We’re trained to take default settings as a safe bet. However, when you are starting an AdWords account that’s not always the case. Blindly accepting default Google AdWords settings could cost you money. Before you launch an AdWords campaign, you might want to turn some of those off (or edit).
1. Don’t take the combo deal.
Google suggests that you start with a package deal — search and display advertising.
The display setting will eat through your budget before you’ve had a chance to find your groove. Start with search only and, following testing and some discoveries about your messaging, then expand into display.
Start with search network first.
We suggest treating them as separate stages, so make Google AdWords your first stage. Display can be stage two (if you want to add it at all).
The nature of the search network and its text ads make it easy for you to test and develop stronger ad copy. You can create multiple ad variations to test against each other and update the winning text very easily.
You can also use this window to polish your keyword strategy. As you start to get clicks on your ads, you will see which keyword and ad combinations are working best. That gives you a foundation for adding more long-tail keywords and dropping the ones that aren’t converting well. If you fine-tune your approach here, you can carry your biggest lessons into what you do in the display network.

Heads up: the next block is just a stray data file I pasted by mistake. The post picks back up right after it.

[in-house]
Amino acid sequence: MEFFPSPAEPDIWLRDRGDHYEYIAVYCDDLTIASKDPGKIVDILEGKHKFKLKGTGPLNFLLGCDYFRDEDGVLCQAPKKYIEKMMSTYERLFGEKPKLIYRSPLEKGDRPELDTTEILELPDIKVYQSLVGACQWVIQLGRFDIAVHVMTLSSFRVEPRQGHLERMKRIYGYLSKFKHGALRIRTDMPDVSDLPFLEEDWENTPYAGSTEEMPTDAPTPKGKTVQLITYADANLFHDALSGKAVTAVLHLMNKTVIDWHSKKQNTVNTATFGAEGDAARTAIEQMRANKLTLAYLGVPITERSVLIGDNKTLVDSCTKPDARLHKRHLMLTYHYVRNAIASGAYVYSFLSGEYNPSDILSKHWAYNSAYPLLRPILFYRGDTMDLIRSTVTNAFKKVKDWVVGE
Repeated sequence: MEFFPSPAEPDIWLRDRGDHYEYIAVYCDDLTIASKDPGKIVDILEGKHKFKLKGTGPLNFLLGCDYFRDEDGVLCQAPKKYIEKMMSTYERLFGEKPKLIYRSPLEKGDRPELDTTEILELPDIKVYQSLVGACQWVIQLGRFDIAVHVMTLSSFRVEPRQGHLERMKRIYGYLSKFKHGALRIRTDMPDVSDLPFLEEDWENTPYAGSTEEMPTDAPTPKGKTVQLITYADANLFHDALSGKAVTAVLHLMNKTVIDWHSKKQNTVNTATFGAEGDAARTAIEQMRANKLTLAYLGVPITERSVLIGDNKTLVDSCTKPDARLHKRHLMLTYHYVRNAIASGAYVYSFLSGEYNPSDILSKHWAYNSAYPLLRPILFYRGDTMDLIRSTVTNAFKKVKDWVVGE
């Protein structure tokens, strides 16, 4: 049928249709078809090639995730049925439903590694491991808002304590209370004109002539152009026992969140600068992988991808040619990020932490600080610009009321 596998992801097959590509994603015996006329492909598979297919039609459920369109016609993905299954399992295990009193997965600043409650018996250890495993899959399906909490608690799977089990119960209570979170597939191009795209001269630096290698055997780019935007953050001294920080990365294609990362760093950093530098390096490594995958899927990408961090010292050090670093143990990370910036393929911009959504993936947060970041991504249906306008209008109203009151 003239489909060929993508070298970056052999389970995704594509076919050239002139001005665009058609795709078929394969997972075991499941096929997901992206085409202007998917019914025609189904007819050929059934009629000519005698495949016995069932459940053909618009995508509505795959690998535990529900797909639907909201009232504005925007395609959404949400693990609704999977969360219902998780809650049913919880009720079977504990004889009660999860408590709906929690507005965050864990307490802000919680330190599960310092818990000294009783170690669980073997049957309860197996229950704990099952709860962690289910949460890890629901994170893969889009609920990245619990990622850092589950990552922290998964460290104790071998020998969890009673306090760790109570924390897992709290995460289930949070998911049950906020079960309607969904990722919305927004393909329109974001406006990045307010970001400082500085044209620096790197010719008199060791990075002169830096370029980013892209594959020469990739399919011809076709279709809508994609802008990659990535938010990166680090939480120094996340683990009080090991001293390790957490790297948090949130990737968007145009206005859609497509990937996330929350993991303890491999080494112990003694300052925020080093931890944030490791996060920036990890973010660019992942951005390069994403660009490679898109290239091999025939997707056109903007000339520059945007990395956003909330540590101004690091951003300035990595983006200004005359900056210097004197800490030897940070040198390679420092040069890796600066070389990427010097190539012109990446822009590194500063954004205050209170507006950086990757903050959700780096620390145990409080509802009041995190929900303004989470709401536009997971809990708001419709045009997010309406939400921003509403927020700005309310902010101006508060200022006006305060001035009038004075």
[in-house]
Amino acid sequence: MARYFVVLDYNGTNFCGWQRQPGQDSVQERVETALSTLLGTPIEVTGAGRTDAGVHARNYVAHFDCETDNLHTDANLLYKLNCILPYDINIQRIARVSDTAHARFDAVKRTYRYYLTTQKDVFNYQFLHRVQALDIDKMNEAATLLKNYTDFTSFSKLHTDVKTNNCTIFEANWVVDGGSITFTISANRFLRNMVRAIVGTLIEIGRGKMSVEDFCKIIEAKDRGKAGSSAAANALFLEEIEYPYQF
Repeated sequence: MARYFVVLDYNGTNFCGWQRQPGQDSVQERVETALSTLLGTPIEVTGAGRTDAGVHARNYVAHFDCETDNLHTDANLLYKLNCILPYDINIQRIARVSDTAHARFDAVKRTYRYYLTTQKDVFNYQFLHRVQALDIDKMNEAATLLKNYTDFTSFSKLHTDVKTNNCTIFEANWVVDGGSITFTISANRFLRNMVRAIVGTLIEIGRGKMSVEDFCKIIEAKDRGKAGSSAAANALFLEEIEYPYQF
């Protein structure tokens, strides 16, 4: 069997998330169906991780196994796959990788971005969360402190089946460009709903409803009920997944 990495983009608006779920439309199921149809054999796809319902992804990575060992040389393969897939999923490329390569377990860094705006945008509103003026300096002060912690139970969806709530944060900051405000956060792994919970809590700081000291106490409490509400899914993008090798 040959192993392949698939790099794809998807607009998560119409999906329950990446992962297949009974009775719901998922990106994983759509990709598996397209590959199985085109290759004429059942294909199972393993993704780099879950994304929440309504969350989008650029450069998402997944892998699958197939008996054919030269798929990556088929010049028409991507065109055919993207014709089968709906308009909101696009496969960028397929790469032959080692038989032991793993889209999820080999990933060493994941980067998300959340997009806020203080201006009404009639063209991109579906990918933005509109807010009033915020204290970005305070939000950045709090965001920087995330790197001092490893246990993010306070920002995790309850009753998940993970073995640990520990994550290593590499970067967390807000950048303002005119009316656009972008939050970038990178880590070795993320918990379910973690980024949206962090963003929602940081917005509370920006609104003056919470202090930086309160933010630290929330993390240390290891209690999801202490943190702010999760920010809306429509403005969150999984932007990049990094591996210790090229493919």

2. Choose your own features
Once you select the search network, it turns on the Google AdWords Campaign Default Settings. Usually when you are just starting, added features can cloud the process. We suggest that, here, you turn on “All features.”
This will give you a few more choices that make sense at this stage.
Expand Your Extension Options
The hidden extensions are a bit more advanced and probably used more once you’ve got a campaign underway. I can see Google’s reason for cutting potential distractions, but they might be a good fit for you. Decide for yourself. These are the options you would otherwise miss:
- App – This shows up on mobile and tablet searches, letting you connect your ad to your app.
- Reviews – Your ads can include customer feedback from 3rd party review sites.
- Callouts – This is additional information to highlight a unique service like “free shipping” or “price matching.”
- Structured Snippets – Pull details about a product or an offer from your landing page into your ad.
- Site links extensions – Offer extra real estate for your ads and help your ads stand out a bit more. Also, they provide links to possibly more relevant content.
Even more options come available when you turn on “all features.”
- The schedule setting is a budget stretcher. It helps you reach people at the right time. It also starts and ends your campaign if you need to run your ads across specific dates.
- Ad delivery/ad rotation – You can run multiple ads for the same search. It lets you try new messaging or spread out what you want to say. (See more details below.)
- Dynamic search ads – This is a unique setting for businesses with many products or services. AdWords will serve up content from your landing pages (that Google has indexed) to match the search.
- Campaign URL options – Give you flexibility to add tracking codes to your URLs.
A word about ad delivery/ad rotation
There is some tricky language in the ad rotation options that could give you a false sense of confidence.